Brian McGilloway

1974- ; Derry-born crime writer; ed. QUB; winner of Irish Drama Award for Lighting, 1996; became Head of English at St. Columb’s, Derry, and later moved to Holy Cross, Strabane; author of novels all featuring his detective character Ben Devlin, a detective and family man stationed at Lifford, beginning with Borderlands (2007), set on the Tyrone-Donegal border, characterised by Declan Burke as ‘dark fiction that knows no boundaries’ by Declan Burke (Irish Times, 28 Oct. 2007); signed with Macmillan for a trilogy continuing with Gallows Lane (2008), nominated for Irish Book Awards Crime Fiction prize, 2009; followed by Bleed a River Deep (2009), set in Donegal goldmine at time of arrival of American diplomat; named as New York Times best-selling author; various short-list nominations in crime fiction; his 2013 radio-essay in the BBC “If Walls Could Talk” series explores how Derry shaped him as a writer; m. Tanya, with three boys.

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Detective fiction (Benedict Devlin Ser.)
  • Borderlands (London: Pan Macmillan 2007).
  • Gallows Lane (London: Pan Macmillan 2008).
  • Bleed a River Deep (London: Pan Macmillan 2009).]
  • The Rising (London: Pan Macmillan 2010).
  • The Nameless Dead (London: Constable 2012).
  • Blood Ties (London: Constable 2021)
Lucy Black Ser.
  • Little Girl Lost (London: Pan Macmillan 2011)
  • Hurt (London: Constable and Robinson 2013).
  • Preserve the Dead (London: Corsair 2016).
  • Bad Blood (London: Little Brown 2017).
Other novels
  • The Last Crossing (London: Dome Press 2020).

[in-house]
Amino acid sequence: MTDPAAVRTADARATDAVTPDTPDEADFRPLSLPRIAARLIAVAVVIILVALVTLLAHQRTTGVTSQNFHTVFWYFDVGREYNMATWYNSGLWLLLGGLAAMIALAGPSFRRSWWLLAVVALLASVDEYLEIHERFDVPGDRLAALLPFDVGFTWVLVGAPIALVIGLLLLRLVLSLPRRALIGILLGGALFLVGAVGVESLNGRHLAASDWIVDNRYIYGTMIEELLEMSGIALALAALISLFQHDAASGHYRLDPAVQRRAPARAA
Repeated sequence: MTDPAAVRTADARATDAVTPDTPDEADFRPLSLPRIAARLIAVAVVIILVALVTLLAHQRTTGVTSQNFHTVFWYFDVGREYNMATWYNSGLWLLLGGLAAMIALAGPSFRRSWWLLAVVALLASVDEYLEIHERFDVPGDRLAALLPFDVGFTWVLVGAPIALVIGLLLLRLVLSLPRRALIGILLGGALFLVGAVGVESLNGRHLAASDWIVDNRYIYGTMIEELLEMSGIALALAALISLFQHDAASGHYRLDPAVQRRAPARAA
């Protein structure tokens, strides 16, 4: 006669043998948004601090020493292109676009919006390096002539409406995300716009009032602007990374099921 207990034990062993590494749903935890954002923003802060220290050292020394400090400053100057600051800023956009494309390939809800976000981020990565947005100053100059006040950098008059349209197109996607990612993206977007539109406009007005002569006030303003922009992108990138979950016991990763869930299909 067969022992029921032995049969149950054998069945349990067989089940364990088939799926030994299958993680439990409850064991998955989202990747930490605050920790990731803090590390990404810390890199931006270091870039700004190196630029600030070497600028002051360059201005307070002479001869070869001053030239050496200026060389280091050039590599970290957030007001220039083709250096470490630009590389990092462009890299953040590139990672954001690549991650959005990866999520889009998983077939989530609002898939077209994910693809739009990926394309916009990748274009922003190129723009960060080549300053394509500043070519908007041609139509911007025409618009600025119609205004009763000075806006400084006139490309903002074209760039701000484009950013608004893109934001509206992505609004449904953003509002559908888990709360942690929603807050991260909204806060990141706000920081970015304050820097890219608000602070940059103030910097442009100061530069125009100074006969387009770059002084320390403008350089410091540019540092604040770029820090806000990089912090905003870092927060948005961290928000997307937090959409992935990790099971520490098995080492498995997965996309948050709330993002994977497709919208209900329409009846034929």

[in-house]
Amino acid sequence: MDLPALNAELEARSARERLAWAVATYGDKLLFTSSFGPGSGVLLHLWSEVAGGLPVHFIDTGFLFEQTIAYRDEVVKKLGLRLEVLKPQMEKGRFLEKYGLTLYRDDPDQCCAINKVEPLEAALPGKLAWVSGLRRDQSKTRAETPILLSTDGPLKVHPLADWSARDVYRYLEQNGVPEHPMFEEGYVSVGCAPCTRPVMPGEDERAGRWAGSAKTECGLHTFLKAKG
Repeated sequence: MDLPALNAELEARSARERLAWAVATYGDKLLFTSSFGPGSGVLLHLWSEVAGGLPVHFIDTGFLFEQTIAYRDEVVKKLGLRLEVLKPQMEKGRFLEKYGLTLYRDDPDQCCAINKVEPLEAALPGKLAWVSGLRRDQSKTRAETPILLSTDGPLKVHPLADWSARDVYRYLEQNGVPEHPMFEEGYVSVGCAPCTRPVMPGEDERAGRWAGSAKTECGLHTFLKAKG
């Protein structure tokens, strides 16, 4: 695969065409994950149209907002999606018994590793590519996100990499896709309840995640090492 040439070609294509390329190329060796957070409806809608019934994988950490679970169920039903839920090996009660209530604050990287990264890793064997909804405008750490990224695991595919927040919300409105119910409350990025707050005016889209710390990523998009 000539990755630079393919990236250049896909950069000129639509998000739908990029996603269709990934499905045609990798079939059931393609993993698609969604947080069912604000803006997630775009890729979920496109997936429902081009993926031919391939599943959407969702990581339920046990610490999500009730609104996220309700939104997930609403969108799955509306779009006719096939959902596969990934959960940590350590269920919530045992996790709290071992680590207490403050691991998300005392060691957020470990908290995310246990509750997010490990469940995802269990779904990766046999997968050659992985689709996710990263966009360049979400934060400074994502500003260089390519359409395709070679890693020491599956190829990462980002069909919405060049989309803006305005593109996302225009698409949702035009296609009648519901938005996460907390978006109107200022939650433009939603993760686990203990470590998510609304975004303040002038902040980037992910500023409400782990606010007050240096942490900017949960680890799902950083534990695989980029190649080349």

• The Empty Room (London: Constable 2022).
  • “If Walls Could Talk” [essay] (BBC 16 Oct. 2013) [available online; accessed 18.11.2023].

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Culture Northern Ireland [anon.] - quotes: ‘I wanted something different. Instead of the hard drinking, maverick, divorcee stereotype I wanted someone that was relatively well-adjusted, relatively normal.’ Bleed A River Deep [is] named after an Ed Harcourt track; opens in a newly-opened Donegal gold mine on the eve of the arrival of a controversial US diplomat; big business and the new Europe; migrant-smuggling ring operating from Strabane and conditions of its victims; reflects experience of Oksana Sukhanova, the Ukranian woman who lost both legs to frost-bite sleeping rough in Coleraine. Quote McGilloway:

‘That person travelled halfway across the world in the hope of a better quality of life and look what happened,’ McGilloway comments. ‘I thought it was a sad reflection of the state of our society.’ Devlin mirrors the author’s robust social conscience - in Bleed A River Deep the inspector invites into his home a Chechen woman forced into prostitution in the north after her husband is shot dead during a botched robbery in Lifford.

‘I didn’t want Borderlands to be another Troubles book. That’s not been my intention with any of them,’ Instead of masked men and politics McGilloway gives his readers a fascinating insight into life on both sides of a changing and increasingly porous border. Devlin finds it difficult to separate north and south, often treading on the toes of his PSNI counterpart Jim Hendry.’

‘Originally Devlin was going to be a PSNI man but at the time I was writing Borderlands things were changing so much. The old RUC were being disbanded, but Sinn Fein were refusing to join the Policing Board. So I thought by the time I’d finished the book everything could have changed, and I’d end up with a novel that was anachronistic before it was even published.’

Fourth of five contracted Devlin books to appear 2010; McGilloway is commencing a stand-alone book in which the main character is a PSNI officer. Quotes: ‘I’m still not looking to write from a political angle.’ (Feature article on McGilloway at Culture Northern - online; 24.04.2013.)

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